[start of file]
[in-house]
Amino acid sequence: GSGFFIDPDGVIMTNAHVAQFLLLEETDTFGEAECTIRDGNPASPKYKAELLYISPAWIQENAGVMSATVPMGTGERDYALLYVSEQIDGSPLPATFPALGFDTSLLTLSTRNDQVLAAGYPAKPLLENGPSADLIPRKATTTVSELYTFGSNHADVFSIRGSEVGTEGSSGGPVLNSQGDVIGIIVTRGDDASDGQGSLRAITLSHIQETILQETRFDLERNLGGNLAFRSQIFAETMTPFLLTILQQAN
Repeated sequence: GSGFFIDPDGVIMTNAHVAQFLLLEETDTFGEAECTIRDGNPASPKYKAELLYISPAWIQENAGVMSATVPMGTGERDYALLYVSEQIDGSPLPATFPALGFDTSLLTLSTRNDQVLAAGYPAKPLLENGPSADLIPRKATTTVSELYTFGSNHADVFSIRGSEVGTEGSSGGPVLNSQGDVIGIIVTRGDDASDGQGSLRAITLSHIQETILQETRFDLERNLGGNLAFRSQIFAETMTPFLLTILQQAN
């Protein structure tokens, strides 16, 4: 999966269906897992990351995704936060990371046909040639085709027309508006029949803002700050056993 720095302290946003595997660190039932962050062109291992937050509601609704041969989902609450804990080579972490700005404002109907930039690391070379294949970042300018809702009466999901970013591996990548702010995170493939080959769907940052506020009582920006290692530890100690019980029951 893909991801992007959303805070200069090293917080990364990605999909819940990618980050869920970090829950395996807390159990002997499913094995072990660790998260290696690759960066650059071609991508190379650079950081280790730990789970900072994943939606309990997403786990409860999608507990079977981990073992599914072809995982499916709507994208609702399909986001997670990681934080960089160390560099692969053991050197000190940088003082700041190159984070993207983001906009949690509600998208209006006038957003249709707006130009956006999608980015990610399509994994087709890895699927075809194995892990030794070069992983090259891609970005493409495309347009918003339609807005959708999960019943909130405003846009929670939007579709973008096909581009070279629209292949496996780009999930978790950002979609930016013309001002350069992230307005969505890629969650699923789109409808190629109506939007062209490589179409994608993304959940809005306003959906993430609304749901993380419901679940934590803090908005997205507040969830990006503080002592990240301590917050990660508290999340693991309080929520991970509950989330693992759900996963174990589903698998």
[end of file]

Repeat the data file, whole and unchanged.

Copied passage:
[in-house]
Amino acid sequence: GSGFFIDPDGVIMTNAHVAQFLLLEETDTFGEAECTIRDGNPASPKYKAELLYISPAWIQENAGVMSATVPMGTGERDYALLYVSEQIDGSPLPATFPALGFDTSLLTLSTRNDQVLAAGYPAKPLLENGPSADLIPRKATTTVSELYTFGSNHADVFSIRGSEVGTEGSSGGPVLNSQGDVIGIIVTRGDDASDGQGSLRAITLSHIQETILQETRFDLERNLGGNLAFRSQIFAETMTPFLLTILQQAN
Repeated sequence: GSGFFIDPDGVIMTNAHVAQFLLLEETDTFGEAECTIRDGNPASPKYKAELLYISPAWIQENAGVMSATVPMGTGERDYALLYVSEQIDGSPLPATFPALGFDTSLLTLSTRNDQVLAAGYPAKPLLENGPSADLIPRKATTTVSELYTFGSNHADVFSIRGSEVGTEGSSGGPVLNSQGDVIGIIVTRGDDASDGQGSLRAITLSHIQETILQETRFDLERNLGGNLAFRSQIFAETMTPFLLTILQQAN
């Protein structure tokens, strides 16, 4: 999966269906897992990351995704936060990371046909040639085709027309508006029949803002700050056993 720095302290946003595997660190039932962050062109291992937050509601609704041969989902609450804990080579972490700005404002109907930039690391070379294949970042300018809702009466999901970013591996990548702010995170493939080959769907940052506020009582920006290692530890100690019980029951 893909991801992007959303805070200069090293917080990364990605999909819940990618980050869920970090829950395996807390159990002997499913094995072990660790998260290696690759960066650059071609991508190379650079950081280790730990789970900072994943939606309990997403786990409860999608507990079977981990073992599914072809995982499916709507994208609702399909986001997670990681934080960089160390560099692969053991050197000190940088003082700041190159984070993207983001906009949690509600998208209006006038957003249709707006130009956006999608980015990610399509994994087709890895699927075809194995892990030794070069992983090259891609970005493409495309347009918003339609807005959708999960019943909130405003846009929670939007579709973008096909581009070279629209292949496996780009999930978790950002979609930016013309001002350069992230307005969505890629969650699923789109409808190629109506939007062209490589179409994608993304959940809005306003959906993430609304749901993380419901679940934590803090908005997205507040969830990006503080002592990240301590917050990660508290999340693991309080929520991970509950989330693992759900996963174990589903698998």